Pass around a bag containing an apple. See if students can guess what is in the bag by feeling the object through the outside of the bag, by smell, etc. Once students have figured out what is in the bag, give each child their own apple and use their five senses to describe it. Show an incomplete chart that has an apple at the top and then one picture for each of the five senses. This is the Five Senses Apple Description Chart. Point to the first sense picture and have them use that sense to explore the apple. What words can they use to describe what they discover? Use interactive writing to write their descriptive words. For example, under the sense picture for sight you might write "I see…red, yellow, green, round, a stem." For the sense of touch, you may write "I feel….hard, smooth." Complete the descriptive writing for all of the senses – ending with taste and letting students enjoy eating their own apples! Explain to students that all this week they will be learning more about apples and reading both fiction and non fiction stories about apples.
Introduce the companion poem, 'Apple Tree'. Read the poem chart aloud. Reread with the students, showing them motions they can do to accompany each line. As time allows, make an apple eating sequence craft.
Introduce title, author, and cover for Ten Red Apples. Who do they see on the cover? Where might this story take place? What makes them think that? Take a picture walk, talking about the name and sound each animal makes, what they see the animals doing, the look on the farmer's face, introducing what the farmer repeatedly says, and making predictions as to which animal might come next in the story. Will there be enough apples for all of them? Stop at the page showing the farmer holding the last red apple. Ask students to make predictions about what might happen next. Read aloud for enjoyment and to see how story ends.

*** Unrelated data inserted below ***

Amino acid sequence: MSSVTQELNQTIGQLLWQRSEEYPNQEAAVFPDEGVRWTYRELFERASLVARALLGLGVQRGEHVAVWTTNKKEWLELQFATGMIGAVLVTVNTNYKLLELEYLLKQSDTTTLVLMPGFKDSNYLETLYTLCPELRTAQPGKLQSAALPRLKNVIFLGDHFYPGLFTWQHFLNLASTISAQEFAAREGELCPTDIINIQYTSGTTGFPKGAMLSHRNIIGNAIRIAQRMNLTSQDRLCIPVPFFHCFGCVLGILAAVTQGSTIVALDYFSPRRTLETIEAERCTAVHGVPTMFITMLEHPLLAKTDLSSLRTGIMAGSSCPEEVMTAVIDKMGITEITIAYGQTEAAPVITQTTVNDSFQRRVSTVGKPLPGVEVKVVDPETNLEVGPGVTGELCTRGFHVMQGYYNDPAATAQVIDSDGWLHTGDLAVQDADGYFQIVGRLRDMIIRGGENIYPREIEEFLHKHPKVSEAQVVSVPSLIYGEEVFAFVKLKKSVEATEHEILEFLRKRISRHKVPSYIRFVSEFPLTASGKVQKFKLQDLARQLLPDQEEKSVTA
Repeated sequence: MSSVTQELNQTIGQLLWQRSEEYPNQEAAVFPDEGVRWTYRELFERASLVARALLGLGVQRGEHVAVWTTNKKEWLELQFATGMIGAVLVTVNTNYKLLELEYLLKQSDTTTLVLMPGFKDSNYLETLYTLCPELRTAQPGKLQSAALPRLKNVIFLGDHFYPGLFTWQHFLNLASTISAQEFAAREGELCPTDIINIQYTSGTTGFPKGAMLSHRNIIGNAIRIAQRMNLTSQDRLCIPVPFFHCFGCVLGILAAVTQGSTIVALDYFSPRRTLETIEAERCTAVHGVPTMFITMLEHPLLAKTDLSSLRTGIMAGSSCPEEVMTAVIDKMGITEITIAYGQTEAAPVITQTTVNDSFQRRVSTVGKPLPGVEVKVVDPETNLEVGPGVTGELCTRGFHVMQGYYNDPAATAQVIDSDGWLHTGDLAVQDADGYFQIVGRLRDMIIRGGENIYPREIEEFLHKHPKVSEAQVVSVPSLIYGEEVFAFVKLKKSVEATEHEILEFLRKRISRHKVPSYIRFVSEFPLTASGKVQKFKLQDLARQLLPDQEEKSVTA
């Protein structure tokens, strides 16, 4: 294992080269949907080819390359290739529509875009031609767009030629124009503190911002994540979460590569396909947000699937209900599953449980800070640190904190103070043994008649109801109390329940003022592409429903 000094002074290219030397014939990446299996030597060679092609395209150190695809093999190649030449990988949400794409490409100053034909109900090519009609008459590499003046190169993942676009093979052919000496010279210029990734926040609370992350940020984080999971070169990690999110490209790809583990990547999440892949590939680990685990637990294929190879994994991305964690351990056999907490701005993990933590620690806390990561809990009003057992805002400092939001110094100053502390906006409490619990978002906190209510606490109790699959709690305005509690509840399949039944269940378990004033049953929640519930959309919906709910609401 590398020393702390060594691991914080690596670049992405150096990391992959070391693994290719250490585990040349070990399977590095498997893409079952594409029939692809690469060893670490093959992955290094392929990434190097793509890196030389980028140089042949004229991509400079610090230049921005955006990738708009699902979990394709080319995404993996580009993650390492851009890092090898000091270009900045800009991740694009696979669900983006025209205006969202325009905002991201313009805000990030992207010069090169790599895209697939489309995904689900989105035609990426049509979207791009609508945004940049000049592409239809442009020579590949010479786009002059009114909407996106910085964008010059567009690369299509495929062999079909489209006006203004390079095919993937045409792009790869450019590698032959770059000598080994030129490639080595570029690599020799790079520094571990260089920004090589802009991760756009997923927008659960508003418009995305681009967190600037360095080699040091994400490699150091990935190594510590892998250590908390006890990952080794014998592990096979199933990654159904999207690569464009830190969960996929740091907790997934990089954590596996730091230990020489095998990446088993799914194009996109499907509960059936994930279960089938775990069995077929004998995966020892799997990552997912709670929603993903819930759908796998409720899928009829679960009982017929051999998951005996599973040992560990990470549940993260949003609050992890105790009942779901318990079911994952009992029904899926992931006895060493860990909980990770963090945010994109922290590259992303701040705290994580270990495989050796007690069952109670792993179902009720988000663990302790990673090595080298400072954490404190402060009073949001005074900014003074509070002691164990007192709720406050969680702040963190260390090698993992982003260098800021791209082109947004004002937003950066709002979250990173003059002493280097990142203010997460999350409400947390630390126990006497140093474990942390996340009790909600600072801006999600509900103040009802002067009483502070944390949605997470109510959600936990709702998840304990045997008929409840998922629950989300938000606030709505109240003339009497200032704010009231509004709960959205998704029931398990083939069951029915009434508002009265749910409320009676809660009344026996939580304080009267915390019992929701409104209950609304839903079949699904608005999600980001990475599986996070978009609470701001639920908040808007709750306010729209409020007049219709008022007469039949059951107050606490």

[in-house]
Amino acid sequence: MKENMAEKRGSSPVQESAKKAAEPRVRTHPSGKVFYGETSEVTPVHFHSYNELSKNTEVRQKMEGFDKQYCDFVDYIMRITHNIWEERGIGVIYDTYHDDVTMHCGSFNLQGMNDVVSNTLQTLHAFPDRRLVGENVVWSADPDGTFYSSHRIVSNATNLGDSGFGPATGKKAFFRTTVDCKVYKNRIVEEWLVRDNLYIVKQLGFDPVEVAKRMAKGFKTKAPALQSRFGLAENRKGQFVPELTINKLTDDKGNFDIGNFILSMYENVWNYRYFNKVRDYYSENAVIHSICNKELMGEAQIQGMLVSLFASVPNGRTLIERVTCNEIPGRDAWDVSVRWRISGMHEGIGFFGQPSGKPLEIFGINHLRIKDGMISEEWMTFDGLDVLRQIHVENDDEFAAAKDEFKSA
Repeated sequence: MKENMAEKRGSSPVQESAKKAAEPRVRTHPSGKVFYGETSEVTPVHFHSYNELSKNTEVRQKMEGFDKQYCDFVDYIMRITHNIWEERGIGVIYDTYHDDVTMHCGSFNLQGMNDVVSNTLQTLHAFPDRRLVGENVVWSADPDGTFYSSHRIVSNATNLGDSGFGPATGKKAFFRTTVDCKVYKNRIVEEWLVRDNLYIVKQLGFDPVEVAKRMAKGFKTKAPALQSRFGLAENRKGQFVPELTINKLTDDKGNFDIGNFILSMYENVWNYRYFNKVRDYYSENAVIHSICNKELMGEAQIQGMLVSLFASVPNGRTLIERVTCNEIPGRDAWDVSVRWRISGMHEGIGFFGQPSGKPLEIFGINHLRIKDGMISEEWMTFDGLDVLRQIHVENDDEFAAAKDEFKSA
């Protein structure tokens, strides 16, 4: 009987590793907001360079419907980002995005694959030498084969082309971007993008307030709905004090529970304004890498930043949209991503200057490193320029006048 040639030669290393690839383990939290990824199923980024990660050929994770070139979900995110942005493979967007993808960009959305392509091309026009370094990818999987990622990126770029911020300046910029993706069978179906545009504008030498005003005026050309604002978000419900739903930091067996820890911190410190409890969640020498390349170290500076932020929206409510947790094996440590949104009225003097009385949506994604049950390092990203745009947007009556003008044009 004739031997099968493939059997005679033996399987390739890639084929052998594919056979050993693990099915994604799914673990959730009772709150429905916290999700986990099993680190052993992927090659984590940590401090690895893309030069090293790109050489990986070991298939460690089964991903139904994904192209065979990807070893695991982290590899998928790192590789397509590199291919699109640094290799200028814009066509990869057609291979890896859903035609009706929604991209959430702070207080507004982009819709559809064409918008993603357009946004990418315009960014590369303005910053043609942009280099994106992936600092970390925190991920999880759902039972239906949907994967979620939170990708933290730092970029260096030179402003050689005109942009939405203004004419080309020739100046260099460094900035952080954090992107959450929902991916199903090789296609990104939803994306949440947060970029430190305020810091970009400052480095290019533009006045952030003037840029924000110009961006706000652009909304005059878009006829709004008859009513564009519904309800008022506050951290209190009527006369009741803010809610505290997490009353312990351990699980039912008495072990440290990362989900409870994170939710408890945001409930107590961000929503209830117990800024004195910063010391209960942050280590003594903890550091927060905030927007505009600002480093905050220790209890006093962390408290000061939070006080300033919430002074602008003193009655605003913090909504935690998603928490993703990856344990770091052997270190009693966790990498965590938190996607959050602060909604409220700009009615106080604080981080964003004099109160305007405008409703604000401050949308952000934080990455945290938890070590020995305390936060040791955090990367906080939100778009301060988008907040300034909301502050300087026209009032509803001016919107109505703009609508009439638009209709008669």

Reread the companion poem, 'Apple Tree', enjoying the related motions. Reread again, pointing to each word on the chart. Review the Five Senses Apple Description Chart from yesterday. Show students another apple and ask them if they can tell you about the parts of the apple (stem, leaf, seeds, core, skin, pulp). Point to the outside portions of the apple first. Ask if they know what each part is called and why it is needed. Cut the apple open and, together, continue naming the parts and why each is important. Show a large apple chart. Use interactive writing to label each part of the apple on the chart.